c. Other possible turbulence mechanisms

1) Asymmetrical breaking of locally generated internal tides

Our observations capture elevated depth-averaged ϵ¯ over sidewalls on lines SL5 and SL6 near the canyon’s meander. There is asymmetry between dissipation over the northern and southern flanks, with enhancement over the southern wall nearly 10 times greater than enhancement over the northern wall. The sense of the observed asymmetry agrees with the asymmetry Zhang et al. (2014) report from hydrostatic models of idealized shelfbreak canyons forced with alongshore-uniform barotropic D2 tidal boundary forcing. In their study, they find that tidal conversion occurs asymmetrically between the left- and right-hand sides of the canyon due to multiple-scattering effects on one side of the canyon rim. As barotropic tidal currents rotate clockwise (counterclockwise) the phase variation in its alignment with the canyon slope leads to conversion occurring sequentially (looking from mouth to head) from canyon axis toward the right-hand (left-hand) side of the canyon over a short period. The curvature, then, of the right hand (in this case, southern) side of the canyon has the potential to create resonant internal-tide generation. Because the generation process is generally associated with localized dissipation, the strength of turbulent dissipation would be expected to be asymmetric in the manner that is observed here.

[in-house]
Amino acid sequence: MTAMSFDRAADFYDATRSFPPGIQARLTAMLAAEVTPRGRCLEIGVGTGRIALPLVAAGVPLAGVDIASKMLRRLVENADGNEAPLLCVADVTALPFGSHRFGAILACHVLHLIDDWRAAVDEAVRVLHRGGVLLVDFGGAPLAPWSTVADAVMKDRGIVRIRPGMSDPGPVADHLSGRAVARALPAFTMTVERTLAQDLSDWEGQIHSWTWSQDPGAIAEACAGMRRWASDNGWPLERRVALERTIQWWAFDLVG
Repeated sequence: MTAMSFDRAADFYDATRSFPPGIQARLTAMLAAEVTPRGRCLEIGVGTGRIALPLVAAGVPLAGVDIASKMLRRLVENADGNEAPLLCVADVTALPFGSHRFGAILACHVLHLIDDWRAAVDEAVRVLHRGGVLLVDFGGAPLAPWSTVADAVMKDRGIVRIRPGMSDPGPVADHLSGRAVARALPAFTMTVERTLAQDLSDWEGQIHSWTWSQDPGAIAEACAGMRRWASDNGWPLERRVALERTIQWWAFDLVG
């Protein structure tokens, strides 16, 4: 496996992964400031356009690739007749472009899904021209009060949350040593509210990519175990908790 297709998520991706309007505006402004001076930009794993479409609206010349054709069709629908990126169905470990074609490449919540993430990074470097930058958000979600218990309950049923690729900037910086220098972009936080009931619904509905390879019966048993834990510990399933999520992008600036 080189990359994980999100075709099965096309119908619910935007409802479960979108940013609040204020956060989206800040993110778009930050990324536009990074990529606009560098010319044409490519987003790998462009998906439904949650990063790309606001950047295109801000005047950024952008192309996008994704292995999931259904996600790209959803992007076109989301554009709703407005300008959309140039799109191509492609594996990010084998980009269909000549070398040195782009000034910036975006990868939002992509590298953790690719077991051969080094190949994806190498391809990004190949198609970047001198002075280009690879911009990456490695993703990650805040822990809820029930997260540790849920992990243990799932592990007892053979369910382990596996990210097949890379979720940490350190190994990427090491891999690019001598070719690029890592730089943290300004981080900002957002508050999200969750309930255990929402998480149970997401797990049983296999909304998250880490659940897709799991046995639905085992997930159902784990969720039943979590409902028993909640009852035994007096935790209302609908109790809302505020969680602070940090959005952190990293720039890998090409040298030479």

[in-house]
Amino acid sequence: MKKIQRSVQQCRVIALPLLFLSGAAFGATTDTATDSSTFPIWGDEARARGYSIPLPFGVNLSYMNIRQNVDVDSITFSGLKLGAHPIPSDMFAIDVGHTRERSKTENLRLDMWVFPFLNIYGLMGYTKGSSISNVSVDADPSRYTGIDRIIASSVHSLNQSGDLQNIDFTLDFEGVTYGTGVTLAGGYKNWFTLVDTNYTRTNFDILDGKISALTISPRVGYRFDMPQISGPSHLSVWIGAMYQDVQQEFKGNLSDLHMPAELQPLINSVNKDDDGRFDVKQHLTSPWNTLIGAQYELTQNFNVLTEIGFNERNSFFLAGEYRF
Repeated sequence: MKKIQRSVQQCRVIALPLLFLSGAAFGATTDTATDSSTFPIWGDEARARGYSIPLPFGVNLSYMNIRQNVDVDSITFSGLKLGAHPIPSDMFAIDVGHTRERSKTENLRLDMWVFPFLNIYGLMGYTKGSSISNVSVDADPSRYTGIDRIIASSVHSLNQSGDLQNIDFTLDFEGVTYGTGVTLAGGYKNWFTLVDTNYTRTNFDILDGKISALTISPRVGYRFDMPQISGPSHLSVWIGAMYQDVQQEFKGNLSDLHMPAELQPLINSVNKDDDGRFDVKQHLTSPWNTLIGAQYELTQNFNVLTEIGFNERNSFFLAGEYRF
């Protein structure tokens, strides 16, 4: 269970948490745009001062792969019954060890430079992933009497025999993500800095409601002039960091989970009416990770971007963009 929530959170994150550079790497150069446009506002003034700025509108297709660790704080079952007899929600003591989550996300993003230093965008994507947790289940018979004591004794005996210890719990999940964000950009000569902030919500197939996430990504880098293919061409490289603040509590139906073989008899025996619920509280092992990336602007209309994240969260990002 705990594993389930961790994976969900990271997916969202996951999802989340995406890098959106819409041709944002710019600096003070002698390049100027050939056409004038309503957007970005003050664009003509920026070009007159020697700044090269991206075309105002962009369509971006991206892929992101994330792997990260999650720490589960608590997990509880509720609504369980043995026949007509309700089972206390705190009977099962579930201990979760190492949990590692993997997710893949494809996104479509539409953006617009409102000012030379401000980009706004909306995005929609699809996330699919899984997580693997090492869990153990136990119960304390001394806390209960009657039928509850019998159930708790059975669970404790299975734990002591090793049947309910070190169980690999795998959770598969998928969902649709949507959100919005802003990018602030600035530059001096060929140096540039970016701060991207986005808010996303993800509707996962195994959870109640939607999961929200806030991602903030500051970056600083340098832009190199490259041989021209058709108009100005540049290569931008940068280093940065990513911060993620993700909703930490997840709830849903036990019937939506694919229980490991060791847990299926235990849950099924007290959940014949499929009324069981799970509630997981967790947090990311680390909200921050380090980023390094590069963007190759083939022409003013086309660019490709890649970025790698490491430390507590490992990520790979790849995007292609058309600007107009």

2) Critical breaking of higher harmonics

Although not examined closely in this dataset, the process of reflection can siphon energy to the higher harmonics of the fundamental wave (Rodenborn et al. 2011). This energy siphoning would contribute to energy flux convergence in the semidiurnal band (examined in Fig. 8), but since dissipation balances flux convergence on the whole, the results suggest that these higher-frequency waves do not escape the system and dissipate their energy therein. High-frequency waves can (and seemingly do) carry energy away from the reflection point and cause enhanced turbulence at depths and locations not predicted by considering semidiurnal flux convergence alone.